The conversation around people of color in the outdoors has rightfully gained a ton of momentum in recent years. However, with all of this great momentum, being In the midst of many conversations, gatherings, outings, and the like, I started to become exhausted. This topic has been something that has been at the forefront of my work for quite some time now and it has not been and still isn’t an easy issue to address. The very existence of our human race and of our planet is at stake; this isn't the time to be tired. However, like any big expedition, I must pace myself, I must practice self care, and take the time to listen to mind, body and soul.
I needed this break. I needed time away from the conversation. A conversation that I’ve been having since I was 18 and inadvertently before that through casual encounters with white counterparts on my regular hike through the mountains. Explaining who I was and why I was out on the trial instead of some place else. Over the past year, I've grown more and more tired with discussions and explanations. I needed to remember why this very conversation mattered so much to me.
Back in June 2015 I traveled to Tanzania to climb Kilimanjaro immediately after I graduated college. This was a really exciting time in my life - done with college, no more worries, I was headed home to the “motherland”. I had heard so many incredible stories of the mountain and always knew that I wanted to make it over to Tanzania. However, never in a million years did I know what climbing on a mountain like that would have done to me. The actual climb itself felt pretty standard: early mornings, slow pace, long hikes - but what made this climb more significant than most was the feeling of being the majority. To be on a mountain, in a wild space and not feel like my existence needed to be explained. It was unusual to not question my moment in space, not having to wonder if someone was staring at me unknowingly from behind; odd to no longer be one the few folks who went into their tent at night a shade of purple because our sunscreen wasn't the most absorbent.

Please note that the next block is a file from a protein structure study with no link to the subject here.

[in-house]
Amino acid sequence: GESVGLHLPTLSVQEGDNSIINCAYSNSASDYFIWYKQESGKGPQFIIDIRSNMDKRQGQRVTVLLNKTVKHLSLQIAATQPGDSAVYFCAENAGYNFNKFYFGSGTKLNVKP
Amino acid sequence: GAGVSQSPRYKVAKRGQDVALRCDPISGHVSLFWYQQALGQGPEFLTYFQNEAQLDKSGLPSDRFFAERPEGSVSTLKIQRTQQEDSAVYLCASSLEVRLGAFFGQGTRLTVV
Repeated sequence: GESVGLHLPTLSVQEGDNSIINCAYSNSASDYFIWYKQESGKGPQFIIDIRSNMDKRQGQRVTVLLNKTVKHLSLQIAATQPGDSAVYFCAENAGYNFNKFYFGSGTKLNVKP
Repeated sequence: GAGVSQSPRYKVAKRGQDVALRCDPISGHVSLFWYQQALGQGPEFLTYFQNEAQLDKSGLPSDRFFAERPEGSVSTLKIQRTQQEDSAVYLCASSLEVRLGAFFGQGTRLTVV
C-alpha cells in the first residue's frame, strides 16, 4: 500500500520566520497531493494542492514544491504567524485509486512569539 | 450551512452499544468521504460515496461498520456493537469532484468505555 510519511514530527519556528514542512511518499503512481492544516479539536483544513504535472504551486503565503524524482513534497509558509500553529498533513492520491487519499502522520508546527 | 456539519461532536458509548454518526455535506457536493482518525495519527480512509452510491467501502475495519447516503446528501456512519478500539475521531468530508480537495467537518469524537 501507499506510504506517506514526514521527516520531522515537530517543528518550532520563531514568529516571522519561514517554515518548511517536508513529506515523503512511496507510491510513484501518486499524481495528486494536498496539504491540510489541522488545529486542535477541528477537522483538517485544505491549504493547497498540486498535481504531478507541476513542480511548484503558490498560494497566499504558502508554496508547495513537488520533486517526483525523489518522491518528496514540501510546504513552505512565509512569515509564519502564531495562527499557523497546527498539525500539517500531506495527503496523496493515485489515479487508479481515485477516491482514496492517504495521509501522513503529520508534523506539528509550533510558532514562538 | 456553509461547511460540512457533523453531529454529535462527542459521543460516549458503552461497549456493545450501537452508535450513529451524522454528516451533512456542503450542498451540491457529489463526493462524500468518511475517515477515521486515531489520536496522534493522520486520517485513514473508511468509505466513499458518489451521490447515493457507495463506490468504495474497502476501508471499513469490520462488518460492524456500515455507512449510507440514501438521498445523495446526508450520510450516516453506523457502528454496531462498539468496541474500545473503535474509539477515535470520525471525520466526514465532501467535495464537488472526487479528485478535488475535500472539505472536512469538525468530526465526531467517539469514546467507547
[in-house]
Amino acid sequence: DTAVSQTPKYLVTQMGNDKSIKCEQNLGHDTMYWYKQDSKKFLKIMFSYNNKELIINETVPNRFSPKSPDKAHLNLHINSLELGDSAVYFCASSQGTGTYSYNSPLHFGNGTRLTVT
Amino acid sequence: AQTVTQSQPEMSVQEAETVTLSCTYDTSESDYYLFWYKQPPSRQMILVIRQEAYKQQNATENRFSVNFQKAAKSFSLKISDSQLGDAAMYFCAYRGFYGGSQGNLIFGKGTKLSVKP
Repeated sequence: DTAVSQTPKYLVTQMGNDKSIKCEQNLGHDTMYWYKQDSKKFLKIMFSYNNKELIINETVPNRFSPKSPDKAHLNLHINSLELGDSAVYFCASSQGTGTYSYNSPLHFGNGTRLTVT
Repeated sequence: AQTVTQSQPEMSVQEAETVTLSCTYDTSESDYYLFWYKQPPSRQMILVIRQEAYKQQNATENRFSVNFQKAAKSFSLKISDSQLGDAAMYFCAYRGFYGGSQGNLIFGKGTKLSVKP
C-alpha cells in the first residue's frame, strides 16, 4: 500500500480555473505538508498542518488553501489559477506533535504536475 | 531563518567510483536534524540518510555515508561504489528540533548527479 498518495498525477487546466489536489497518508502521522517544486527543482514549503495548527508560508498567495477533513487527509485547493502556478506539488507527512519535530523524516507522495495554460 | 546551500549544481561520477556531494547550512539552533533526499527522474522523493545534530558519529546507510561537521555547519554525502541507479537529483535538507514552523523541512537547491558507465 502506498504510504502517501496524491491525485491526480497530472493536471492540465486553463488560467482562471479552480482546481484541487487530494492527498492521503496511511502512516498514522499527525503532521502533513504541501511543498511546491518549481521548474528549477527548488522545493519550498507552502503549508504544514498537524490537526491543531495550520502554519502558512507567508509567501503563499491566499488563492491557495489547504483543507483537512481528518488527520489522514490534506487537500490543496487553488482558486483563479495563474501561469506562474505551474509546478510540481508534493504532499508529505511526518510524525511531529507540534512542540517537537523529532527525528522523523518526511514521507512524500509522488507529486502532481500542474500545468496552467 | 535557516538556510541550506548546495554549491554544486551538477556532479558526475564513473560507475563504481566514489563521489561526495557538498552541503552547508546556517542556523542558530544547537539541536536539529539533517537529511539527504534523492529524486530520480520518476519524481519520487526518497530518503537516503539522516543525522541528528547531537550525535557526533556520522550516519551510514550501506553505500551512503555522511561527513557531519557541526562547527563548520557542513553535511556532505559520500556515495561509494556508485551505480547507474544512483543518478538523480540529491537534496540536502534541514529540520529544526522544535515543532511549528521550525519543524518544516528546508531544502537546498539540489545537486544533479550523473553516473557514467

My time on Kilimanjaro was special because during that climb my focus was solely on that experience itself. Instead of being distracted with the usual pressures that come with being a person of color in the outdoors I had the opportunity to breath. I was able to be fully immersed in every step I took on my hike up and pay attention to every breathe that left my body. For the first time, I didn’t have to carry any additional "weight" up a mountain.
I wanted that experience again. I remember how it felt to see so many people of color who were experts in the outdoors - people who lived, slept and worked in the mountains. For them, the outdoors was all they knew - it was not a question whether they belonged there or not. I was inspired.
And so, last month I set out to find myself once again. This time, my journey led me to the Rwenzori Mountain Range, which lies on the border between Uganda and the Democratic Republic of the Congo. It consist of six massifs that all sit roughly at 16,000ft of elevation. Mt. Stanley, the highest peak, stands at 16,762 ft. As a collective they make up Africa’s highest mountain range. These mountains hold some of the continents last existing glaciers.
I hadn’t heard much about the Rwenzori’s before I began planning to head there a few month’s before this trip. It was put on my radar from a friend and since then, I couldn’t get these mountain off of my mind. I instantly thought about Kilimanjaro and what that experience was like for me and I began to yearn for that feeling once again. I needed to recreate that space but this time I wanted to be intentional and share this journey with everyone here in the U.S. who aren't taking their occasional self care break, yet who are still having these difficult conversations, who are dedicating their lives to the work of bridging the adventure gap.
Unfortunately I don’t always have the luxury of being objective about my expeditions in the mountains. In most cases, these trips are just as much of an adventure culturally, socially and emotionally as they are physically. Ironically, I traveled 7,000 miles to another country on another continent and not once did I hear the question: “What brought you here” - a question that black folks get over and over again in the U.S, our country, our home. While in Uganda I learned the answer to this question without even being asked. I was born to love the earth just as my ancestors.
There is magic that lives within the Rwenzori’s. Those mountaineers, those porters, those villagers have helped solidify my being. Throughout my time in the Rwenzori, while in Uganda, I experienced what it felt like to truly live off of the earth. To drink from its flowing rivers and to feast from its lush green forest. Everyone in those mountains seemed so connected with nature, through diet, labor, transportation, through all of their everyday function. It confirmed my personal existence in the outdoors. I belonged here, I belonged outside.
I thank every single person I crossed paths with who made my experience so special. People who have studied nature in universities, who have mountaineered for decades, people who have fetched water in these mountains since they learned to walk. This was special. You made me feel at home. You have shown me that the “adventure gap” in the U.S. is man made and if my country created this issue, we damn sure can fix it.
All in love,